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Accountability on Spending and Oversight of Ship Canal Water Quality Project; South Park Community Safety Walk & Reflections on our Multi-departmental Programs; In-District Office Hours

Accountability on Spending and Oversight of Ship Canal Water Quality Project

In my Civil Rights, Utilities, Economic Development, and Arts committee (CRUEDA) on Tuesday we received another update from Seattle Public Utilities (SPU) on the Ship Canal Water Quality (SCWQP) project.

As I’ve written about previously, the SCWQP is a joint project with King County to address a significant amount of combined sewer overflow (CSOs). 85% of Seattle’s 2018 overflow volume was from five outfalls which will be addressed by this project. This project is part of a larger effort for both the County and the City to limit the number of overflows in order to reduce contaminated water from reaching Puget Sound.  This work is required under a Federal and State Consent Decree.

As I wrote about last year, SPU reports that the project will cost $570 million. This is a very large project, one that’s funded with ratepayer funds. Because of the size and importance of this project, during the 2018 budget process the Council included a spending proviso on this project in order to exercise our oversight role on the project to have accountability for the rate payer dollars used for the capital construction of this project.  A budget proviso ensures that spending can’t occur at a certain stage in project development, until the Council specifically allows additional spending. In the case of the SCWQP, the Council stopped spending at the 100% design phase of the tunnel portion of the project.  After reporting on the status of the project, the Council can choose, if there’s good news, to vote in favor of releasing the funds to proceed with the rest of project. If there’s bad news, the Council can stop spending on a project, or change the project scope to address problems that might arise.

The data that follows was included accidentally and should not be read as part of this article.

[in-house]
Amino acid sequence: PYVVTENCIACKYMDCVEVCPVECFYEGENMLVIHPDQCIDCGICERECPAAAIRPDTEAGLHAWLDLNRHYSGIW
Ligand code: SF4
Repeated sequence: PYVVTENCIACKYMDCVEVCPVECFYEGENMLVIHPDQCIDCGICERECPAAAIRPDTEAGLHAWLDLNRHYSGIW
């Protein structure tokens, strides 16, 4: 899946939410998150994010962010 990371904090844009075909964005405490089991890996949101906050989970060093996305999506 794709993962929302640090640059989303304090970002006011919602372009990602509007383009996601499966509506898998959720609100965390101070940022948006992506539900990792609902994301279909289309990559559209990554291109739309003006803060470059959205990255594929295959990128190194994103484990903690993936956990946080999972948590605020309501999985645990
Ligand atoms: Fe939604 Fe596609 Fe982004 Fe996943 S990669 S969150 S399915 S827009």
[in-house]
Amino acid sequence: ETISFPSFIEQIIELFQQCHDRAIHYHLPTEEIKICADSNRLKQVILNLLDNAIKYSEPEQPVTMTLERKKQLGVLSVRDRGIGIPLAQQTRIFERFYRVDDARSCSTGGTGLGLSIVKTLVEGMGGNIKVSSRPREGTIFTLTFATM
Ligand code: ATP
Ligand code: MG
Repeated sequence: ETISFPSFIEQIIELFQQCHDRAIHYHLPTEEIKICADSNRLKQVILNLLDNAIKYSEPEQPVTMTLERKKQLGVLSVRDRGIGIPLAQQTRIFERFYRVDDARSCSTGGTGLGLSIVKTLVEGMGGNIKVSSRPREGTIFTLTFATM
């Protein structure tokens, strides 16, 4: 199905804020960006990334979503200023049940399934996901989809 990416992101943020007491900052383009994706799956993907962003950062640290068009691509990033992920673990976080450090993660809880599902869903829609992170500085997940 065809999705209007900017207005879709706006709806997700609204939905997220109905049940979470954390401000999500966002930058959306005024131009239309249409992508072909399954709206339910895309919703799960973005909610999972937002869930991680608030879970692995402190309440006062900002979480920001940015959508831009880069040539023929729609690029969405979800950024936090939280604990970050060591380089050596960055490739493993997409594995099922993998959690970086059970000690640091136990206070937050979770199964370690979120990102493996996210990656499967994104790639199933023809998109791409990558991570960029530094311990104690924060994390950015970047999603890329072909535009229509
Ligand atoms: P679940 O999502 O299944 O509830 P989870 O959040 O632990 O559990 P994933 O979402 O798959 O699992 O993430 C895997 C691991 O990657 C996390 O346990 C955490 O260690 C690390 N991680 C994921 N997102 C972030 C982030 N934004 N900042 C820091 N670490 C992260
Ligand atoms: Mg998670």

The good news is, SPU has updated their confidence rating from 65% to 70%, which means that the project is 70% likely to cost $570 million or less (the City’s share is approximately $393 million). The confidence rating increases as the project moves closer to completion and as risks go down. The SCWQP is actually five major construction projects. The storage tunnel is the largest project estimated at $218 million. As SPU moves closer to securing a contractor for construction of the tunnel – which will be in the 3rd quarter of this year – the confidence rating should continue to go up.

My committee voted to lift the proviso and allow SPU to continue forward with the selection of a construction contractor. The Council will get another update from SPU later this year as a contractor is selected and preconstruction works begins on the tunnel with construction beginning in earnest in early 2020.

 

South Park Community Safety Walk & Reflections on our Multi-departmental Programs

Last Thursday I participated in a Community Safety Walk in South Park organized by community partners with the Duwamish Valley Clean-up Coalition (DRCC) and Seattle Neighborhood Group (SNG) in partnership with the Mayor’s Office. Multiple city departments were present, including the Office of Immigrant and Refugee Affairs, Seattle Public Utilities, Office of Economic Development, Seattle Parks and Recreation, Seattle Department of Transportation, Department of Neighborhoods, Seattle City Light, Seattle Police Department, and the Department of Construction and Inspections.

The Safety Walk started at the South Park Community Center, and took us on a loop down toward the Duwamish Waterway Park on 10th and South Elmgrove, through the industrial parkway along the Duwamish Bike Trail on Kenyon, a stop by César Chavez Park next to SR-99, past the South Park Library on the Duwamish Trail to Henderson by SeaMar, and finally down an alley between Cloverdale and Donovan to the small business district at Cloverdale and 14th.